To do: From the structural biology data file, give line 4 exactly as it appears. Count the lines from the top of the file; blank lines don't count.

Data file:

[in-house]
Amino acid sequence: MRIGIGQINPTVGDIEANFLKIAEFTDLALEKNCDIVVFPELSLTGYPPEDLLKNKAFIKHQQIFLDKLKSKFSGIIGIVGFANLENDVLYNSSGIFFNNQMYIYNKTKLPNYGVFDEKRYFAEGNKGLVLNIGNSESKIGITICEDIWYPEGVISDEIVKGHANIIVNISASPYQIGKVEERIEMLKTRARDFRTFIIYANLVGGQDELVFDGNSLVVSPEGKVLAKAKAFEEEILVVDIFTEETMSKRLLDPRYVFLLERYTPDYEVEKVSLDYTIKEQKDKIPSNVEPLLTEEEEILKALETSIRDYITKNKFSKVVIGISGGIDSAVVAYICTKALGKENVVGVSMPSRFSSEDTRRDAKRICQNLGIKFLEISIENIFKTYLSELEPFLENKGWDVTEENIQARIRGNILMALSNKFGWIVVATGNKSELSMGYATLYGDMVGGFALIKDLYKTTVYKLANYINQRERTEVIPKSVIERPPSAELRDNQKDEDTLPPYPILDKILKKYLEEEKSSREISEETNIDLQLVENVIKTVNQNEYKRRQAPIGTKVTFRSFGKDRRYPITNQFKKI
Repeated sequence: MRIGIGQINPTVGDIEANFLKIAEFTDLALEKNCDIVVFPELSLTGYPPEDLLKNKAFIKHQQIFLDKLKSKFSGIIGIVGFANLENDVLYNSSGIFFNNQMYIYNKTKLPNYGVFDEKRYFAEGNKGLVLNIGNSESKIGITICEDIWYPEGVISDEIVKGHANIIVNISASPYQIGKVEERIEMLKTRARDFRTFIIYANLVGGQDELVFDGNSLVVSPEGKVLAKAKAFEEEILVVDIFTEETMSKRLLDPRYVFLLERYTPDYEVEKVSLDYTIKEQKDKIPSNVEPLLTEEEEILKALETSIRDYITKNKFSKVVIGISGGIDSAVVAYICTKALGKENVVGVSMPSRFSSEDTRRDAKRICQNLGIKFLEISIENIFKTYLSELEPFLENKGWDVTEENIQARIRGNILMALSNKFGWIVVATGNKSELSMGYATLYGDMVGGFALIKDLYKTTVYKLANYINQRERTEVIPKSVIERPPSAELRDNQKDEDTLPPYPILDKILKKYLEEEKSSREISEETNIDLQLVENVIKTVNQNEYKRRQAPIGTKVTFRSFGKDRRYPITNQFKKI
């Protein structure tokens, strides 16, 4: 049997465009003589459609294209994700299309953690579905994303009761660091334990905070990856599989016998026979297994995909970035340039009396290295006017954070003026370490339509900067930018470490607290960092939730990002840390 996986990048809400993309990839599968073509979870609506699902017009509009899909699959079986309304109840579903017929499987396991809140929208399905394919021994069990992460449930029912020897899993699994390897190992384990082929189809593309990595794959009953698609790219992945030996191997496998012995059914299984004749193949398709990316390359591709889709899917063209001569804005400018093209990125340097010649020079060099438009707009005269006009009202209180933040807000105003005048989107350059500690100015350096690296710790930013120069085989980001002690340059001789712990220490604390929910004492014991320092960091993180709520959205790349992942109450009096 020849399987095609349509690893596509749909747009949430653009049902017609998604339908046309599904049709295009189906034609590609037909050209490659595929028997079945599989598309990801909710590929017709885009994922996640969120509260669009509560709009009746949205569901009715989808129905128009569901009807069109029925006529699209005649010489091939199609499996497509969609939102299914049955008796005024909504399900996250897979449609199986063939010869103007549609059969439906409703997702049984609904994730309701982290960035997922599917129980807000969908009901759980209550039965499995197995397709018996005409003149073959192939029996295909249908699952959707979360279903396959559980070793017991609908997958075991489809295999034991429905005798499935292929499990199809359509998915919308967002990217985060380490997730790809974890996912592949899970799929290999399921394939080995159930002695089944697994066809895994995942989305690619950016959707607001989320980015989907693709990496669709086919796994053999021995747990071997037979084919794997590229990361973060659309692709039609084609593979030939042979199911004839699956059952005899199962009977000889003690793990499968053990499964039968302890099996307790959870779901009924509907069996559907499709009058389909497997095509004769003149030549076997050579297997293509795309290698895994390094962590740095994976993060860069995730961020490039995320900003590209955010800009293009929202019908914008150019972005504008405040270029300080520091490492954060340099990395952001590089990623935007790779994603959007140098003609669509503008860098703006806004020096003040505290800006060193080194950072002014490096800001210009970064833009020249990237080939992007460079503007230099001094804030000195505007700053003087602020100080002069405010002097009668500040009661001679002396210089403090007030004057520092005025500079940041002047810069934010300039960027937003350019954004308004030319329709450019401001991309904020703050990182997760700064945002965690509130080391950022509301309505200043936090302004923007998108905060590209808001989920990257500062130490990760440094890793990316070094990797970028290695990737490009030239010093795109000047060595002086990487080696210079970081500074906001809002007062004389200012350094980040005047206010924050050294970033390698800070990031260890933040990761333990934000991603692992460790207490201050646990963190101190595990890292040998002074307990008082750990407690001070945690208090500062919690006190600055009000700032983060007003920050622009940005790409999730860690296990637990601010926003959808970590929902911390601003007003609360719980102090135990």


């Protein structure tokens, strides 16, 4: 049997465009003589459609294209994700299309953690579905994303009761660091334990905070990856599989016998026979297994995909970035340039009396290295006017954070003026370490339509900067930018470490607290960092939730990002840390 996986990048809400993309990839599968073509979870609506699902017009509009899909699959079986309304109840579903017929499987396991809140929208399905394919021994069990992460449930029912020897899993699994390897190992384990082929189809593309990595794959009953698609790219992945030996191997496998012995059914299984004749193949398709990316390359591709889709899917063209001569804005400018093209990125340097010649020079060099438009707009005269006009009202209180933040807000105003005048989107350059500690100015350096690296710790930013120069085989980001002690340059001789712990220490604390929910004492014991320092960091993180709520959205790349992942109450009096 020849399987095609349509690893596509749909747009949430653009049902017609998604339908046309599904049709295009189906034609590609037909050209490659595929028997079945599989598309990801909710590929017709885009994922996640969120509260669009509560709009009746949205569901009715989808129905128009569901009807069109029925006529699209005649010489091939199609499996497509969609939102299914049955008796005024909504399900996250897979449609199986063939010869103007549609059969439906409703997702049984609904994730309701982290960035997922599917129980807000969908009901759980209550039965499995197995397709018996005409003149073959192939029996295909249908699952959707979360279903396959559980070793017991609908997958075991489809295999034991429905005798499935292929499990199809359509998915919308967002990217985060380490997730790809974890996912592949899970799929290999399921394939080995159930002695089944697994066809895994995942989305690619950016959707607001989320980015989907693709990496669709086919796994053999021995747990071997037979084919794997590229990361973060659309692709039609084609593979030939042979199911004839699956059952005899199962009977000889003690793990499968053990499964039968302890099996307790959870779901009924509907069996559907499709009058389909497997095509004769003149030549076997050579297997293509795309290698895994390094962590740095994976993060860069995730961020490039995320900003590209955010800009293009929202019908914008150019972005504008405040270029300080520091490492954060340099990395952001590089990623935007790779994603959007140098003609669509503008860098703006806004020096003040505290800006060193080194950072002014490096800001210009970064833009020249990237080939992007460079503007230099001094804030000195505007700053003087602020100080002069405010002097009668500040009661001679002396210089403090007030004057520092005025500079940041002047810069934010300039960027937003350019954004308004030319329709450019401001991309904020703050990182997760700064945002965690509130080391950022509301309505200043936090302004923007998108905060590209808001989920990257500062130490990760440094890793990316070094990797970028290695990737490009030239010093795109000047060595002086990487080696210079970081500074906001809002007062004389200012350094980040005047206010924050050294970033390698800070990031260890933040990761333990934000991603692992460790207490201050646990963190101190595990890292040998002074307990008082750990407690001070945690208090500062919690006190600055009000700032983060007003920050622009940005790409999730860690296990637990601010926003959808970590929902911390601003007003609360719980102090135990």